Planning your charging stops for longer trips is often a must and cannot be avoided – even with a more closely-knit network of charging points: You always charge your vehicle whenever you can (e.g. at home or at your place of work) and not only when you need the car. Plus, the driving speed has a much greater impact on the car’s range than with a combustion engine car – this requires the willingness to trade high speed for fewer charging stops. And in addition, we also have to do our homework as regards technological aspects, in particular the issue of battery capacity.
What kind of progress is to be expected in this field in the long and more immediate run?
Using larger batteries depends on research being successful in achieving a significant increase in performance density. Because it makes no sense to drive around in your neighborhood for 363 days a year with a ton worth of batteries and then go on vacation only once a year. Electric power, however, is the most noble form of energy: Electricity can be converted into mechanical energy (e.g. motion) and back at high efficiency. The conversion into chemical energy (e.g. hydrogen, batteries) is achieved at lower but still sufficient efficiency. It can also be converted into thermal energy with only little loss – to convert it back, however, is extremely wasteful.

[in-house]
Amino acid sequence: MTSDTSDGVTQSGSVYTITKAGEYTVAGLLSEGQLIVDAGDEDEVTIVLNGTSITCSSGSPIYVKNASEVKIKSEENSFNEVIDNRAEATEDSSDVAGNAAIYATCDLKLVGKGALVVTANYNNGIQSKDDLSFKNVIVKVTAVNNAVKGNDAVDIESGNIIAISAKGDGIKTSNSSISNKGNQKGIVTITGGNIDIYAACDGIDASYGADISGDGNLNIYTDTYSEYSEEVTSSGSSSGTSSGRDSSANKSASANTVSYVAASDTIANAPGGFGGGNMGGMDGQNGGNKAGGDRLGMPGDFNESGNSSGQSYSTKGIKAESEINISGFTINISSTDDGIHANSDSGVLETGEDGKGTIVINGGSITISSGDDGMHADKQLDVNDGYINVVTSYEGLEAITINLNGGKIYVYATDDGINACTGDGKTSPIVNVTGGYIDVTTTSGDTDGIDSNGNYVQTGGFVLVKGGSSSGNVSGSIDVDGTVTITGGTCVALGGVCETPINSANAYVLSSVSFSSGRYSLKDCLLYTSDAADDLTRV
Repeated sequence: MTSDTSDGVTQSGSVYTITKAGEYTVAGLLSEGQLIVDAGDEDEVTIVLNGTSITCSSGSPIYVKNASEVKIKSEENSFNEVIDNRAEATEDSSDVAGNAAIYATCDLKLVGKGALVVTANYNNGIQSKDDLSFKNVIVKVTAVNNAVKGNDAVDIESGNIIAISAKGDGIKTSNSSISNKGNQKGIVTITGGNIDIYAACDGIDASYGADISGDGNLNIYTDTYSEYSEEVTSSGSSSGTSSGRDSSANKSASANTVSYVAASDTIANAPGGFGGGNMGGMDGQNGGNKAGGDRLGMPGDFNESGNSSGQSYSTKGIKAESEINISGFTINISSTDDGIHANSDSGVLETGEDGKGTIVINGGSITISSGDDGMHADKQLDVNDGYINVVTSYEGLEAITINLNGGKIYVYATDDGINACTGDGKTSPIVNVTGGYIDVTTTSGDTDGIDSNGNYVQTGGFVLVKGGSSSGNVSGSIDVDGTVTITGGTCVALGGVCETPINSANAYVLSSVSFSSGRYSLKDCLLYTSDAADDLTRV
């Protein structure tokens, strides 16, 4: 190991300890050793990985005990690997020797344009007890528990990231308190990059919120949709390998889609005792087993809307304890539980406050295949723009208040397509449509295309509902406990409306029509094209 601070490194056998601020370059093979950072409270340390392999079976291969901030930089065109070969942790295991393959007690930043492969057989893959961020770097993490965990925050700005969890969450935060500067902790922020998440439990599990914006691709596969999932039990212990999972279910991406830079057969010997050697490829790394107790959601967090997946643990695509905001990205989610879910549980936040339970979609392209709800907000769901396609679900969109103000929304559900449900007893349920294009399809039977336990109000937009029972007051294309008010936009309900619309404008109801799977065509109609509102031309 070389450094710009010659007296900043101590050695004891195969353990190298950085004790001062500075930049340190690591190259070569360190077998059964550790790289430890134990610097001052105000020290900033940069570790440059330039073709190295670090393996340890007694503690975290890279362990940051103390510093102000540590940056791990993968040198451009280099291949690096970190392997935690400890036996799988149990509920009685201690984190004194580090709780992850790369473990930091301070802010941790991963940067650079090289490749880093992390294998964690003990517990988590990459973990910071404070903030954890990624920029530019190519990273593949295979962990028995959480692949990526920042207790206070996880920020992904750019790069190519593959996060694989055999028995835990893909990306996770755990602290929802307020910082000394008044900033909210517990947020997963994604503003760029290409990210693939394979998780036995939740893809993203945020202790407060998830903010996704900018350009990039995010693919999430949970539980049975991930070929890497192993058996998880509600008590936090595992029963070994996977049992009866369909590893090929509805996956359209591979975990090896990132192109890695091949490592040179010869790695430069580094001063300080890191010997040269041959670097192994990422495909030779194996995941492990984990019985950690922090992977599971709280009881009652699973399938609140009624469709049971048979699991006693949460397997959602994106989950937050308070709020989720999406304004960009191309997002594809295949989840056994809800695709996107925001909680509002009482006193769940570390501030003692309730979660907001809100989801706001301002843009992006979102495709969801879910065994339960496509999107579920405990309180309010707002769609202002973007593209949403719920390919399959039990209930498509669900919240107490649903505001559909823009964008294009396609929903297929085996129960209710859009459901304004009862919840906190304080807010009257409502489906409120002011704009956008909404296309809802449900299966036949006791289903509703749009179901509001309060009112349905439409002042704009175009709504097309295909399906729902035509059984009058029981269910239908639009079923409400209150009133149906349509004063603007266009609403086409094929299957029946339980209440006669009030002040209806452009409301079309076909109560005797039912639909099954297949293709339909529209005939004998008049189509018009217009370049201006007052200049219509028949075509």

Since the actual ecological footprint of e-mobility is a subject of controversial debate at the moment: How “clean“ is it really?“
The electric energy used for e-mobility is only as clean as the primary energy used to generate that electricity from. Thus, an electric vehicle is CO2 neutral only if the electric power is not pulled from fossil resources. Unless that’s the case, the result is even worse than with a combustion engine due to conversion losses. If, however, the batterie is charged with solar, wind or hydroelectric power only, the ecological balance sheet looks good. In contrast to the combustion engine, here the users decide how much CO2 they emit by choosing the energy source. Now all that’s left for the battery producer is to ensure a sustainable extraction of raw materials and a production that is free of greenhouse gases to shrink the ecological footprint as much as possible upon delivery of the car.
How about hydrogen?